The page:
High school students wake up to Academy experience

  • Published
  • By Don Branum
  • Academy Spirit staff writer
About 350 high-school students found out the morning of June 7, about a half hour before sunrise, what distinguishes the Air Force Academy from other four-year colleges.

A half-second blast from an air horn signaled cadets to spring into action at 5:10 a.m. They pounded on doors, yelling, "Wake up! Open this door right now! Hurry up!" Young men and women dressed in gray shorts and blue T-shirts shuffled -- some more quickly than others -- into the tight hallways of Vandenberg Hall. Cadets led them through push-ups and four-count leg lifts and had them recite the phonetic alphabet or sing the Air Force Song.

Cadets 2nd Class Bryant Mateus from Cadet Squadron 17 and Allison Swaney from CS 19 were among the element leaders giving attendees a small taste of life as a freshman, or Doolie, during Basic Cadet Training.

"Get louder! You're not loud enough!" Cadet Mateus shouted. "Why was my element last week a lot louder than you are?"

"If you can't sing the Air Force Song with pride, then don't sing it at all. That's an insult to the Air Force Song," Cadet Swaney said as she told her element to start over.

That wake-up call is exactly what 17-year-old Dallas native Jared Johnson said he was looking forward to.

"I want to see if I can stand it," he said the afternoon of June 6, shortly after arriving here for the three-day seminar.

The Summer Seminar seeks to immerse high school juniors and seniors in cadet life to help them decide whether they want to apply for the Academy, said Lt. Col. Lee Taylor, the Academy Admissions office's regional director for much of the southwestern United States.

While the "Doolie for a Day" segment may be most memorable for attendees, it's only one facet of the overall program.

"This is our premier recruiting program," Colonel Taylor said. "We have the students live a representative sample (of Academy life) for three days so they can make an informed decision about whether they want to be here. Our goal is to motivate them to complete the process and get an appointment."

The Dean of Faculty staff worked with Admissions to create an academic information fair, a new addition to this year's seminar. The event gives students information on the Academy's core curriculum and helps them see where academics fit into the scope of cadets' professional military education.

"The students get about 90 minutes to mingle with faculty representatives from our 20 departments," said Maj. Conrad Preedom, an instructor with the Department of Management and the Dean of Faculty's project officer for this year's seminar. "The students can ask or discuss anything, but they generally want to know about how their expertise and goals align with the Academy curriculum."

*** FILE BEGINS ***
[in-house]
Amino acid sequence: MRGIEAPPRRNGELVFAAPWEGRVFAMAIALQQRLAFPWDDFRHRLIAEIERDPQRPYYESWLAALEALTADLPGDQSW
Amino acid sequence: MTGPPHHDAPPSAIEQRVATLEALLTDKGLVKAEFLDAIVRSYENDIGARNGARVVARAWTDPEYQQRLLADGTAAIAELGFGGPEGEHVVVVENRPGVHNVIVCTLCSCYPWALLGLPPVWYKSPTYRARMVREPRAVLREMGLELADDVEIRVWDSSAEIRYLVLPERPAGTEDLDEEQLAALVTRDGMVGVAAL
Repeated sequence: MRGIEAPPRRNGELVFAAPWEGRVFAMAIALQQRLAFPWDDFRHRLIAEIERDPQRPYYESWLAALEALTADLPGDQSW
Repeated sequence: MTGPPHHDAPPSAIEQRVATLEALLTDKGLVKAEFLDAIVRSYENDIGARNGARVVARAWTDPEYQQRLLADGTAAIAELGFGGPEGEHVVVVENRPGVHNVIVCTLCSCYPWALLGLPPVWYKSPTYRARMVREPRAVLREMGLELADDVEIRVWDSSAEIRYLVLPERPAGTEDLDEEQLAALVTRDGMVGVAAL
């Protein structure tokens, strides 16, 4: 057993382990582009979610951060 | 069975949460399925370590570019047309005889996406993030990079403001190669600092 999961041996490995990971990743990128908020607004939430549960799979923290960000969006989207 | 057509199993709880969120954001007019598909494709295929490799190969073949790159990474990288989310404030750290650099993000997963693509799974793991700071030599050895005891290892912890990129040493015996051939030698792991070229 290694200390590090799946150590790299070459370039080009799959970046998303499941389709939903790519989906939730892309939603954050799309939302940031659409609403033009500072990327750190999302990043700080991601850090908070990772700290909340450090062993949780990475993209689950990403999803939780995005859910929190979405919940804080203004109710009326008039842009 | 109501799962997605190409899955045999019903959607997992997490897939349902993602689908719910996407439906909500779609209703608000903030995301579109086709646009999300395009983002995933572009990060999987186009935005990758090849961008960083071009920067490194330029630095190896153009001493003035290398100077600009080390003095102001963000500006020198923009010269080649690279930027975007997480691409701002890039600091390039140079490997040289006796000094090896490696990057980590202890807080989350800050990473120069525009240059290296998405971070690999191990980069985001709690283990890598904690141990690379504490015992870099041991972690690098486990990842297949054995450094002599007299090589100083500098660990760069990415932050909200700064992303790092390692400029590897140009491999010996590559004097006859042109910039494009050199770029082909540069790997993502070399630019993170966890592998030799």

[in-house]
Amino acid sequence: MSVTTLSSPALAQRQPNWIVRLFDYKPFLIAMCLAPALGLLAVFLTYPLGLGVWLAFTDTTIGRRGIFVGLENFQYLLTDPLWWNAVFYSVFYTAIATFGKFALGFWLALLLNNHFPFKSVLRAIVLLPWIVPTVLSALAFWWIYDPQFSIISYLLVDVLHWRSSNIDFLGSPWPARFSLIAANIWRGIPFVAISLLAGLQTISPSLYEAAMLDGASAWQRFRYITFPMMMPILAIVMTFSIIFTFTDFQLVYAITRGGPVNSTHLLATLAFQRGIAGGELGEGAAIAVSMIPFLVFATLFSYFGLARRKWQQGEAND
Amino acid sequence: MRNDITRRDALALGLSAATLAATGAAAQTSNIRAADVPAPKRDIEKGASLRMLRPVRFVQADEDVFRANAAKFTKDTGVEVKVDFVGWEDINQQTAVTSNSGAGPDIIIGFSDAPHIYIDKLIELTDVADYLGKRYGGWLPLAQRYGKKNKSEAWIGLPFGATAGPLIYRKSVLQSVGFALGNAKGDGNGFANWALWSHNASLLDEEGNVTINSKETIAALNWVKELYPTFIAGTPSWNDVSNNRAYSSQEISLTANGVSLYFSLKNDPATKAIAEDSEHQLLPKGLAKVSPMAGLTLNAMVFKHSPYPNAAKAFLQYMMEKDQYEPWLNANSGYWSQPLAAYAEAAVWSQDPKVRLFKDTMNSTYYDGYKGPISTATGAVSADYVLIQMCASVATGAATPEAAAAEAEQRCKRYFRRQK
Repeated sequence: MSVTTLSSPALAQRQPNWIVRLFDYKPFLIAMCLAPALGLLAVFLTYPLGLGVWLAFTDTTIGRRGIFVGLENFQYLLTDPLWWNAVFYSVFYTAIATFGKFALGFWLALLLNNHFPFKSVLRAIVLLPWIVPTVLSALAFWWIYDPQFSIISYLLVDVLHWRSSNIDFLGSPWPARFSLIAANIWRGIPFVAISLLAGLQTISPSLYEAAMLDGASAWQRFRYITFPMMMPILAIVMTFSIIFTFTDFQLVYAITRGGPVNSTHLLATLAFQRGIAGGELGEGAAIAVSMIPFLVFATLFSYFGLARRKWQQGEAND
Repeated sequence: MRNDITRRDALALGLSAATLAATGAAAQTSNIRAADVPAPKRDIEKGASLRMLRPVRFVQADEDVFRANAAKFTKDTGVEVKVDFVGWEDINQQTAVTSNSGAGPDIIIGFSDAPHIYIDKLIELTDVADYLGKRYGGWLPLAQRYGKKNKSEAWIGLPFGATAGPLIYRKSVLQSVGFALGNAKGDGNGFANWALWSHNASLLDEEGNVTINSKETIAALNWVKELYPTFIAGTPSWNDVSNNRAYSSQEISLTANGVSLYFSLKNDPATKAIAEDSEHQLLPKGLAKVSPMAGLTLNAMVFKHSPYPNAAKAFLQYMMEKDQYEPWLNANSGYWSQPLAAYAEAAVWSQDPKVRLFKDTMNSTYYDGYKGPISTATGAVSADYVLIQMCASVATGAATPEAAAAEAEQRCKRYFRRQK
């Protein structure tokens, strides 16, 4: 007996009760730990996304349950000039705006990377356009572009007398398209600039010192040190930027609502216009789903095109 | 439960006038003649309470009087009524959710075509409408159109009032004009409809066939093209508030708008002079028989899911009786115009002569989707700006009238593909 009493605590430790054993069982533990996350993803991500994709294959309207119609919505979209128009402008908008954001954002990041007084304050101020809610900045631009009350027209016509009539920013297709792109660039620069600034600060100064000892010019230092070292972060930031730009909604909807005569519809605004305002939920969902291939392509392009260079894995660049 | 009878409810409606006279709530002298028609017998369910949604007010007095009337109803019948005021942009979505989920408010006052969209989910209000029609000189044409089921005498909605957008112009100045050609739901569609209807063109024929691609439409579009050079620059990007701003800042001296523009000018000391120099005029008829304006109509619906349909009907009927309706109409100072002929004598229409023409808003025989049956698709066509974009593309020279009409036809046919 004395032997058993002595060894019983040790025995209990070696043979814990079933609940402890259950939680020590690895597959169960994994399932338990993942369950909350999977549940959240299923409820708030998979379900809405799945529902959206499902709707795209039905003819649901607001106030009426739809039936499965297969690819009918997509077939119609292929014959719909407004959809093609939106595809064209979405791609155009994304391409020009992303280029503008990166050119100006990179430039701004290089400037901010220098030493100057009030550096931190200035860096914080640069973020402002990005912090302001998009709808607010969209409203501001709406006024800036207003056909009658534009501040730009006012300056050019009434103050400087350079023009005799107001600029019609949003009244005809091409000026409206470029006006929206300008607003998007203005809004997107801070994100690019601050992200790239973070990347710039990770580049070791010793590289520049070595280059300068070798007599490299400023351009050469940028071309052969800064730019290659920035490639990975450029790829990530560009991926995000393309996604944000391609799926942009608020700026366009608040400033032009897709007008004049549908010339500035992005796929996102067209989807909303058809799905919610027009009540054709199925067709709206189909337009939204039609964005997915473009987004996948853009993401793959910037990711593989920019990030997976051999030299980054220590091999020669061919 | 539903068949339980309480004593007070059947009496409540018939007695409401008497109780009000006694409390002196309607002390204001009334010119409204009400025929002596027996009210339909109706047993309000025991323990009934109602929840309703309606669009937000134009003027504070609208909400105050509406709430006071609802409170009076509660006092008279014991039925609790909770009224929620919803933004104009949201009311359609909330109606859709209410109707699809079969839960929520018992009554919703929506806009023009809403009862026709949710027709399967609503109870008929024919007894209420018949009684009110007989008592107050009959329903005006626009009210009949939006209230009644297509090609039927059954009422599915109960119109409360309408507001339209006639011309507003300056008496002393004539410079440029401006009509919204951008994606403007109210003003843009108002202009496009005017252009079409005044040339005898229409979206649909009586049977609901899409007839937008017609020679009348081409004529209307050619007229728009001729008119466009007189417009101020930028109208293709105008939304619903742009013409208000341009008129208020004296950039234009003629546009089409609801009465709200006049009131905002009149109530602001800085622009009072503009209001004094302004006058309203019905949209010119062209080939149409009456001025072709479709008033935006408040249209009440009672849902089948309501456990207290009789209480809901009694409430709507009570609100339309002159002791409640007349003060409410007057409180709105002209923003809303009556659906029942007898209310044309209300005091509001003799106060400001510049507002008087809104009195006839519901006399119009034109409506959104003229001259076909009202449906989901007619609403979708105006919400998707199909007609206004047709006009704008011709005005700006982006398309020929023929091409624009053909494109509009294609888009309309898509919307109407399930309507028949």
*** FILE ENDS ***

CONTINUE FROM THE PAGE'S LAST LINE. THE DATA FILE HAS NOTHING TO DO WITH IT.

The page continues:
More than 50 instructors offer workshops that illustrate building and flying gliders, setting up a forward base, discussing ethics and philosophy and more, Major Preedom said.

In addition, a series of "way forward" briefings informs students on how to navigate the application process and what they can expect from military life after the Academy, Colonel Taylor explained. Cadet element leaders hold question-and-answer sessions with the attendees each evening to answer miscellaneous questions about cadet life.

Those aren't the only recent changes to the Summer Seminar program. In 2009, the seminar schedule was compressed from five days to three so that the Admissions office could set up a third session, Colonel Taylor said. Based on student feedback from previous years' sessions, presenters hold their sessions in the morning and early afternoon, with physical activities scheduled toward the late afternoon and evening.

Other Summer Seminar highlights this year include an element-based scavenger hunt called the "This Amazing Place" race, modeled after the TV show, "The Amazing Race," and practice sessions for the candidate fitness assessment, which includes a one-handed basketball throw, pull-ups, push-ups, crunches and a one-mile run.

Roughly 40 percent of students lean toward applying to attend the Air Force Academy even before they arrive, Colonel Taylor said. Another 20 percent are considering either the Air Force Academy or one of the other military service academies. More than 90 percent of those who attend leave more motivated to complete the application process.

Students' families pay $350 for the experience, which includes lodging, meals, travel to and from the Colorado Springs Airport, Air Force Academy clothing and backpacks and three 17-hour days of physical and academic activity. The price does not include transportation costs to or from Colorado Springs. Colonel Taylor said the Admissions office can waive the cost of attending Summer Seminar on a case-by-case basis.